The Cosmic Center. Revised Edition. By D. Bruce Lockerbie. Portland: Multnomah Press, 1986. 194 pp. Cloth, $11.95.
The subtitle of this book tells its story: The Supremacy of Christ in a Secular Wasteland. Lockerbie does a commendable job of painting the despair, pain, and meaninglessness of philosophies which do not have the Lord Jesus Christ as their center. His discussions of materialism (pp. 34–42), hedonism (pp. 59–71), and nihilism (pp. 71–83) are especially outstanding. Pastors will find in these sections a rich mine of sermon illustrations.
Chapter 4, “The Secret at the Center: A Christian Cosmology,” is powerful. Lockerbie makes a strong argument that only in recognizing the Lordship of Christ can one find peace and joy in the center of the storm which is secularism in its many forms.
Let the reader beware, however, of the closing pages of the book. In the last twenty pages (pp. 169–88) Lockerbie questions whether those who die without ever having heard about Christ will be lost. He suggests that they will not (see, for example, pp. 173–79). He argues from Eph 4:7–10 and 1 Pet 3:19–22 and 4:6 that people will have a chance to trust in Christ after they die (p. 175). Unfortunately he neglects to discuss Luke 16:19–31; John 3:18; 8:24; Heb 9:27; and 1 John 5:10–11. He concludes by saying grudgingly, “We have no alternative, therefore, but to accept the probability—yes, the tragic certainty—that some rebels will go—sullen and cursing, or careless and laughing—their way into eternal damnation” (p.187). The broad way of Matthew 7 which Jesus said many will follow is changed by Lockerbie into a narrow way which only some will choose. Lockerbie clearly thinks that only a small percentage of all of humanity will be lost.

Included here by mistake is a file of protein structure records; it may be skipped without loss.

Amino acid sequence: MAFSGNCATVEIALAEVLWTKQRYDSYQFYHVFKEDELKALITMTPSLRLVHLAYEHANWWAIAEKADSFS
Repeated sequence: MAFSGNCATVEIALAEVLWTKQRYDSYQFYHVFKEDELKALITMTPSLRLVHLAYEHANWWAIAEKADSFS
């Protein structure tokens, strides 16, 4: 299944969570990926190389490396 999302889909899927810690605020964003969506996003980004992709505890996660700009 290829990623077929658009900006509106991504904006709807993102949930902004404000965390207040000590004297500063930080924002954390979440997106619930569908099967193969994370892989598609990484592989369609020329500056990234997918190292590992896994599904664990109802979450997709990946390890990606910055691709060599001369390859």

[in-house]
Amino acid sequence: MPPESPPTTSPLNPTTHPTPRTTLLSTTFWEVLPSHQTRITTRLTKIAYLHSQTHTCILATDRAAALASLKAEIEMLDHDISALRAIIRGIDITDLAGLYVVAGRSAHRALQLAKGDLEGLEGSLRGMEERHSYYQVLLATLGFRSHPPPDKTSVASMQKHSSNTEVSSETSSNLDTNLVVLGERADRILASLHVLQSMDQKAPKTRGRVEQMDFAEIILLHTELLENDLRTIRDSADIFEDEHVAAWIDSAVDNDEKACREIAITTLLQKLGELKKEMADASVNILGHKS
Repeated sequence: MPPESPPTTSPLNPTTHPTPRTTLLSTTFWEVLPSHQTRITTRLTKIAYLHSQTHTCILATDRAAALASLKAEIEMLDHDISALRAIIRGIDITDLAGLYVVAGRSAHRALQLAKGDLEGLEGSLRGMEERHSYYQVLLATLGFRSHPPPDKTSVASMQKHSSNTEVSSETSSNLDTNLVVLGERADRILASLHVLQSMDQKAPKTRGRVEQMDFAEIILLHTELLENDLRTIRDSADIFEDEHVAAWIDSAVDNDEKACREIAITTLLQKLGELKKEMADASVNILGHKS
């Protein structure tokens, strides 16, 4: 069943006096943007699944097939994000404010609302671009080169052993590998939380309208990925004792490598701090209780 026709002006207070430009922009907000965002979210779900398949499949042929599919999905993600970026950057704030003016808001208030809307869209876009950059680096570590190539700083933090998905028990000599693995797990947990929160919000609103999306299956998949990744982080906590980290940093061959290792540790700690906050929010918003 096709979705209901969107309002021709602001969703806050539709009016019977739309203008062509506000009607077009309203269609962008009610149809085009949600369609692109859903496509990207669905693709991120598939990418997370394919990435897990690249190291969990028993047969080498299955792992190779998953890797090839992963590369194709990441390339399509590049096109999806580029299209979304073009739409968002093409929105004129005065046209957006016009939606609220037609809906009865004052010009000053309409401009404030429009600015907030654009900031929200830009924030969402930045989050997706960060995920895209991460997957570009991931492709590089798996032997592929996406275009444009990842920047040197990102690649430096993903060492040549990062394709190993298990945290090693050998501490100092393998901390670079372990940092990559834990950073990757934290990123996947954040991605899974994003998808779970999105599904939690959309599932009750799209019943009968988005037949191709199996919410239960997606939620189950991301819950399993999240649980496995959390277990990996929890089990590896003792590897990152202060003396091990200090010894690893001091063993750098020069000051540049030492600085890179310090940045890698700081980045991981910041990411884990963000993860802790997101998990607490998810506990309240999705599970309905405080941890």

This is not a book for new believers or the untaught. However, for those well-grounded in the Scriptures it contains much of value.
Robert N. Wilkin
Journal of the Grace Evangelical Society